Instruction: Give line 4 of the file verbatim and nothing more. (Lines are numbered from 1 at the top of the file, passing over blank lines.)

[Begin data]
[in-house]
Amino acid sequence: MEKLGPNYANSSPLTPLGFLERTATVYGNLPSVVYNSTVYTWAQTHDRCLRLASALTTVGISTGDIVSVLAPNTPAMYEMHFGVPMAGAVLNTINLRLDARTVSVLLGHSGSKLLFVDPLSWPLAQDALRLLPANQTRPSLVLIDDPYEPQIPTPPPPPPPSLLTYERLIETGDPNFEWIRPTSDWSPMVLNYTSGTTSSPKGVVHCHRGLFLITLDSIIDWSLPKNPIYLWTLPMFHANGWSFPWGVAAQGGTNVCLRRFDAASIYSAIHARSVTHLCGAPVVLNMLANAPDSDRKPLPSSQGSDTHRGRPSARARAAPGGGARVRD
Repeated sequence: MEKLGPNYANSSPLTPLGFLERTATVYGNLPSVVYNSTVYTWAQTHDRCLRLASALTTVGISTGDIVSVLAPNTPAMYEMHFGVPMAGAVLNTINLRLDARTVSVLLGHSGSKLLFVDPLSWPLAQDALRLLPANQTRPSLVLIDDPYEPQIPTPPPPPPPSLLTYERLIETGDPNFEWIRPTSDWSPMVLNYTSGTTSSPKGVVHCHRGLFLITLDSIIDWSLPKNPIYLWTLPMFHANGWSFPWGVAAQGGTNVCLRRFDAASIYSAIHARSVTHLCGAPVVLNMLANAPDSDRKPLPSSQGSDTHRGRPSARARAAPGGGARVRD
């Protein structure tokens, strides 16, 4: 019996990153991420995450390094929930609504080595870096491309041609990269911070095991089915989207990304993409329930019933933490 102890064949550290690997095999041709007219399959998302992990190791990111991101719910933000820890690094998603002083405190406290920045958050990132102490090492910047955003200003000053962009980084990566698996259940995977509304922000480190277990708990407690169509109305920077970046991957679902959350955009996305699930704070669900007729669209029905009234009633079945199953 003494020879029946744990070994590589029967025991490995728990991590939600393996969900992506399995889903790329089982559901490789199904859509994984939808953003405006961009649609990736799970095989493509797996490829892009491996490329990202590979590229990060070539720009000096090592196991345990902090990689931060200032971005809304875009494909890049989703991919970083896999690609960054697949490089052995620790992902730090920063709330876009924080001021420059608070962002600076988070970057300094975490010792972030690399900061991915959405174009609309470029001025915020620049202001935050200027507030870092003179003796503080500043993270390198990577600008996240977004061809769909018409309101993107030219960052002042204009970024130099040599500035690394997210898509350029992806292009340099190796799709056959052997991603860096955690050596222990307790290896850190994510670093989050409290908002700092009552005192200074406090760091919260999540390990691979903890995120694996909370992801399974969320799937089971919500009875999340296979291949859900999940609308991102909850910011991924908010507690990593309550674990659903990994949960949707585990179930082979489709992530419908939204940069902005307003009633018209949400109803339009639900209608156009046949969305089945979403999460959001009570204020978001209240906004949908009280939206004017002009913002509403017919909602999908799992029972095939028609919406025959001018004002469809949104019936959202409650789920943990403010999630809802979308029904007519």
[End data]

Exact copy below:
């Protein structure tokens, strides 16, 4: 019996990153991420995450390094929930609504080595870096491309041609990269911070095991089915989207990304993409329930019933933490 102890064949550290690997095999041709007219399959998302992990190791990111991101719910933000820890690094998603002083405190406290920045958050990132102490090492910047955003200003000053962009980084990566698996259940995977509304922000480190277990708990407690169509109305920077970046991957679902959350955009996305699930704070669900007729669209029905009234009633079945199953 003494020879029946744990070994590589029967025991490995728990991590939600393996969900992506399995889903790329089982559901490789199904859509994984939808953003405006961009649609990736799970095989493509797996490829892009491996490329990202590979590229990060070539720009000096090592196991345990902090990689931060200032971005809304875009494909890049989703991919970083896999690609960054697949490089052995620790992902730090920063709330876009924080001021420059608070962002600076988070970057300094975490010792972030690399900061991915959405174009609309470029001025915020620049202001935050200027507030870092003179003796503080500043993270390198990577600008996240977004061809769909018409309101993107030219960052002042204009970024130099040599500035690394997210898509350029992806292009340099190796799709056959052997991603860096955690050596222990307790290896850190994510670093989050409290908002700092009552005192200074406090760091919260999540390990691979903890995120694996909370992801399974969320799937089971919500009875999340296979291949859900999940609308991102909850910011991924908010507690990593309550674990659903990994949960949707585990179930082979489709992530419908939204940069902005307003009633018209949400109803339009639900209608156009046949969305089945979403999460959001009570204020978001209240906004949908009280939206004017002009913002509403017919909602999908799992029972095939028609919406025959001018004002469809949104019936959202409650789920943990403010999630809802979308029904007519």